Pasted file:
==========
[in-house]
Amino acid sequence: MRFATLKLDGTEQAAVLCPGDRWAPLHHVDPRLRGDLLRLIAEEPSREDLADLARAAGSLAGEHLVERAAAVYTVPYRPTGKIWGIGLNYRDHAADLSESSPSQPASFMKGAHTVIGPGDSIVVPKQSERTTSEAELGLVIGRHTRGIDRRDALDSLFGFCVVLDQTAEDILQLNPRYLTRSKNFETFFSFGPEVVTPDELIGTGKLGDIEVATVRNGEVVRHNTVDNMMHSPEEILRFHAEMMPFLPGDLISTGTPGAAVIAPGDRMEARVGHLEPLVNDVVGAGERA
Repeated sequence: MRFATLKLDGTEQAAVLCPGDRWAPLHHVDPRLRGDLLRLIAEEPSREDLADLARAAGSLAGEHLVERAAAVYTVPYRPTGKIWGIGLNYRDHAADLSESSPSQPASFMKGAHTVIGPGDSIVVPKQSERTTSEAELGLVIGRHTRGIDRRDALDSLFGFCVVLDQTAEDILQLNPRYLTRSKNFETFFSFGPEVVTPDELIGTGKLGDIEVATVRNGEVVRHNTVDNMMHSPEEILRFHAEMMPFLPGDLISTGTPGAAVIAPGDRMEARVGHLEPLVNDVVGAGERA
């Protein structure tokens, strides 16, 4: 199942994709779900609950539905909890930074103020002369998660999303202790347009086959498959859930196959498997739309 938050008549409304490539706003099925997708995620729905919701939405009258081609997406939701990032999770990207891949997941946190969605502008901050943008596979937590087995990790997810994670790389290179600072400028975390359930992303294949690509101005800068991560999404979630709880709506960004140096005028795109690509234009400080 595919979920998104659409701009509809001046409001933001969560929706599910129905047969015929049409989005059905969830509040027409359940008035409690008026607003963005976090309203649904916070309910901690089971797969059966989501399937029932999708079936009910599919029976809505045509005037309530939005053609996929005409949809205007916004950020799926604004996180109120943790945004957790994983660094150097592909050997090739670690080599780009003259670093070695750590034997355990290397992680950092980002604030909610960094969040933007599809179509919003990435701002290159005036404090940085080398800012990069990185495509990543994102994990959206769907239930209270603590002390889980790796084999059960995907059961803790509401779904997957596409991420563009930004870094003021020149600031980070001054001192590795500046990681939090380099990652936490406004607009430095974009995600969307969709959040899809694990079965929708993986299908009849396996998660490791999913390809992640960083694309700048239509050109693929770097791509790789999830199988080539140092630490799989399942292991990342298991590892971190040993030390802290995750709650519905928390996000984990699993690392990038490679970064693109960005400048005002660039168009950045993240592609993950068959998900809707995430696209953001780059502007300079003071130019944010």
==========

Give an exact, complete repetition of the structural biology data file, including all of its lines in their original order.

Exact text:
[in-house]
Amino acid sequence: MRFATLKLDGTEQAAVLCPGDRWAPLHHVDPRLRGDLLRLIAEEPSREDLADLARAAGSLAGEHLVERAAAVYTVPYRPTGKIWGIGLNYRDHAADLSESSPSQPASFMKGAHTVIGPGDSIVVPKQSERTTSEAELGLVIGRHTRGIDRRDALDSLFGFCVVLDQTAEDILQLNPRYLTRSKNFETFFSFGPEVVTPDELIGTGKLGDIEVATVRNGEVVRHNTVDNMMHSPEEILRFHAEMMPFLPGDLISTGTPGAAVIAPGDRMEARVGHLEPLVNDVVGAGERA
Repeated sequence: MRFATLKLDGTEQAAVLCPGDRWAPLHHVDPRLRGDLLRLIAEEPSREDLADLARAAGSLAGEHLVERAAAVYTVPYRPTGKIWGIGLNYRDHAADLSESSPSQPASFMKGAHTVIGPGDSIVVPKQSERTTSEAELGLVIGRHTRGIDRRDALDSLFGFCVVLDQTAEDILQLNPRYLTRSKNFETFFSFGPEVVTPDELIGTGKLGDIEVATVRNGEVVRHNTVDNMMHSPEEILRFHAEMMPFLPGDLISTGTPGAAVIAPGDRMEARVGHLEPLVNDVVGAGERA
């Protein structure tokens, strides 16, 4: 199942994709779900609950539905909890930074103020002369998660999303202790347009086959498959859930196959498997739309 938050008549409304490539706003099925997708995620729905919701939405009258081609997406939701990032999770990207891949997941946190969605502008901050943008596979937590087995990790997810994670790389290179600072400028975390359930992303294949690509101005800068991560999404979630709880709506960004140096005028795109690509234009400080 595919979920998104659409701009509809001046409001933001969560929706599910129905047969015929049409989005059905969830509040027409359940008035409690008026607003963005976090309203649904916070309910901690089971797969059966989501399937029932999708079936009910599919029976809505045509005037309530939005053609996929005409949809205007916004950020799926604004996180109120943790945004957790994983660094150097592909050997090739670690080599780009003259670093070695750590034997355990290397992680950092980002604030909610960094969040933007599809179509919003990435701002290159005036404090940085080398800012990069990185495509990543994102994990959206769907239930209270603590002390889980790796084999059960995907059961803790509401779904997957596409991420563009930004870094003021020149600031980070001054001192590795500046990681939090380099990652936490406004607009430095974009995600969307969709959040899809694990079965929708993986299908009849396996998660490791999913390809992640960083694309700048239509050109693929770097791509790789999830199988080539140092630490799989399942292991990342298991590892971190040993030390802290995750709650519905928390996000984990699993690392990038490679970064693109960005400048005002660039168009950045993240592609993950068959998900809707995430696209953001780059502007300079003071130019944010």